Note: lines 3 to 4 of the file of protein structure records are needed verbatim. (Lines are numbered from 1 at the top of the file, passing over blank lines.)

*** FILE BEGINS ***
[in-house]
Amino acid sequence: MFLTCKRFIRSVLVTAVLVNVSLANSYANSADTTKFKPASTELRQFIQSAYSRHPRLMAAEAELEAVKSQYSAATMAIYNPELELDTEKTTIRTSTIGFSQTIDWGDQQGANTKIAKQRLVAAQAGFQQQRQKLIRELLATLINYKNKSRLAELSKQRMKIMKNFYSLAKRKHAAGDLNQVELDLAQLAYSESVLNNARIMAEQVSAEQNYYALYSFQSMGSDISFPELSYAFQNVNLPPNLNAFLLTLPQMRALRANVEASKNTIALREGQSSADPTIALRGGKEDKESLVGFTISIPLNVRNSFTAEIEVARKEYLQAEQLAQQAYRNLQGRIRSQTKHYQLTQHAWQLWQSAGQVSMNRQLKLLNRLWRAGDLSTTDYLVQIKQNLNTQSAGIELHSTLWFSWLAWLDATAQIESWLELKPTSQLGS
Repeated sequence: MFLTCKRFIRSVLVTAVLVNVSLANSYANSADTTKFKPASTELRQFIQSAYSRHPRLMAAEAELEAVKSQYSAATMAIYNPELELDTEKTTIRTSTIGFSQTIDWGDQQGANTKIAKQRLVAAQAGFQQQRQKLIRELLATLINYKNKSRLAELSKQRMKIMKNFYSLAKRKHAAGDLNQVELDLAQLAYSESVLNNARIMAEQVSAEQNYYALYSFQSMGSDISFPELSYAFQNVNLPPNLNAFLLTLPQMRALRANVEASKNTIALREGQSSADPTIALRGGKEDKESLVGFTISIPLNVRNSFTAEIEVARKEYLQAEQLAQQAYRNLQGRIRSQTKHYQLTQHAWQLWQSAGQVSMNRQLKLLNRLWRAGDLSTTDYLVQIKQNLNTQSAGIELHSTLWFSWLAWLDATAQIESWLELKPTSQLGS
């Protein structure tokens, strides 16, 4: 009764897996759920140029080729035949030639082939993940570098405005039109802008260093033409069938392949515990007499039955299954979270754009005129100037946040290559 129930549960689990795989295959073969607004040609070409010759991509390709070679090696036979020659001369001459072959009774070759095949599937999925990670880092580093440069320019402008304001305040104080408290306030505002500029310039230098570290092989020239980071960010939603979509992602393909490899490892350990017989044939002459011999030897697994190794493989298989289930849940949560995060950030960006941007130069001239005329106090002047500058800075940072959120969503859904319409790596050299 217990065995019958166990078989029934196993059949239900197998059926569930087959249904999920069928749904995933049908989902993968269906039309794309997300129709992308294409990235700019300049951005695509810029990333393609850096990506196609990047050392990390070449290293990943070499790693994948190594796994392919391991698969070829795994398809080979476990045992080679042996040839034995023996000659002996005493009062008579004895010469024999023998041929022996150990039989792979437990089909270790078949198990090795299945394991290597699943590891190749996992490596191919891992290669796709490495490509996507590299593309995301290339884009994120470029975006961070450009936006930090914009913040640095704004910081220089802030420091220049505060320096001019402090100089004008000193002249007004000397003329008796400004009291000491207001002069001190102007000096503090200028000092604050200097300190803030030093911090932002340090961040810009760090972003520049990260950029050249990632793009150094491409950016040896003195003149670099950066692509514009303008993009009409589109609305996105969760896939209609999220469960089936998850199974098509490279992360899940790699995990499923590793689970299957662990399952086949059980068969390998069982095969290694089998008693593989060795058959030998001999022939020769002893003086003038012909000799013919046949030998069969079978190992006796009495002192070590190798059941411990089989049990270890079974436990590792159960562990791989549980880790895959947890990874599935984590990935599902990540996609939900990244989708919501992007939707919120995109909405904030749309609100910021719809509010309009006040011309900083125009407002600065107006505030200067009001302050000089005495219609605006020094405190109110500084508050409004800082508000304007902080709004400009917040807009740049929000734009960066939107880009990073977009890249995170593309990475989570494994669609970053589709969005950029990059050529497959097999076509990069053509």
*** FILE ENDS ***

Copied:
Repeated sequence: MFLTCKRFIRSVLVTAVLVNVSLANSYANSADTTKFKPASTELRQFIQSAYSRHPRLMAAEAELEAVKSQYSAATMAIYNPELELDTEKTTIRTSTIGFSQTIDWGDQQGANTKIAKQRLVAAQAGFQQQRQKLIRELLATLINYKNKSRLAELSKQRMKIMKNFYSLAKRKHAAGDLNQVELDLAQLAYSESVLNNARIMAEQVSAEQNYYALYSFQSMGSDISFPELSYAFQNVNLPPNLNAFLLTLPQMRALRANVEASKNTIALREGQSSADPTIALRGGKEDKESLVGFTISIPLNVRNSFTAEIEVARKEYLQAEQLAQQAYRNLQGRIRSQTKHYQLTQHAWQLWQSAGQVSMNRQLKLLNRLWRAGDLSTTDYLVQIKQNLNTQSAGIELHSTLWFSWLAWLDATAQIESWLELKPTSQLGS
């Protein structure tokens, strides 16, 4: 009764897996759920140029080729035949030639082939993940570098405005039109802008260093033409069938392949515990007499039955299954979270754009005129100037946040290559 129930549960689990795989295959073969607004040609070409010759991509390709070679090696036979020659001369001459072959009774070759095949599937999925990670880092580093440069320019402008304001305040104080408290306030505002500029310039230098570290092989020239980071960010939603979509992602393909490899490892350990017989044939002459011999030897697994190794493989298989289930849940949560995060950030960006941007130069001239005329106090002047500058800075940072959120969503859904319409790596050299 217990065995019958166990078989029934196993059949239900197998059926569930087959249904999920069928749904995933049908989902993968269906039309794309997300129709992308294409990235700019300049951005695509810029990333393609850096990506196609990047050392990390070449290293990943070499790693994948190594796994392919391991698969070829795994398809080979476990045992080679042996040839034995023996000659002996005493009062008579004895010469024999023998041929022996150990039989792979437990089909270790078949198990090795299945394991290597699943590891190749996992490596191919891992290669796709490495490509996507590299593309995301290339884009994120470029975006961070450009936006930090914009913040640095704004910081220089802030420091220049505060320096001019402090100089004008000193002249007004000397003329008796400004009291000491207001002069001190102007000096503090200028000092604050200097300190803030030093911090932002340090961040810009760090972003520049990260950029050249990632793009150094491409950016040896003195003149670099950066692509514009303008993009009409589109609305996105969760896939209609999220469960089936998850199974098509490279992360899940790699995990499923590793689970299957662990399952086949059980068969390998069982095969290694089998008693593989060795058959030998001999022939020769002893003086003038012909000799013919046949030998069969079978190992006796009495002192070590190798059941411990089989049990270890079974436990590792159960562990791989549980880790895959947890990874599935984590990935599902990540996609939900990244989708919501992007939707919120995109909405904030749309609100910021719809509010309009006040011309900083125009407002600065107006505030200067009001302050000089005495219609605006020094405190109110500084508050409004800082508000304007902080709004400009917040807009740049929000734009960066939107880009990073977009890249995170593309990475989570494994669609970053589709969005950029990059050529497959097999076509990069053509």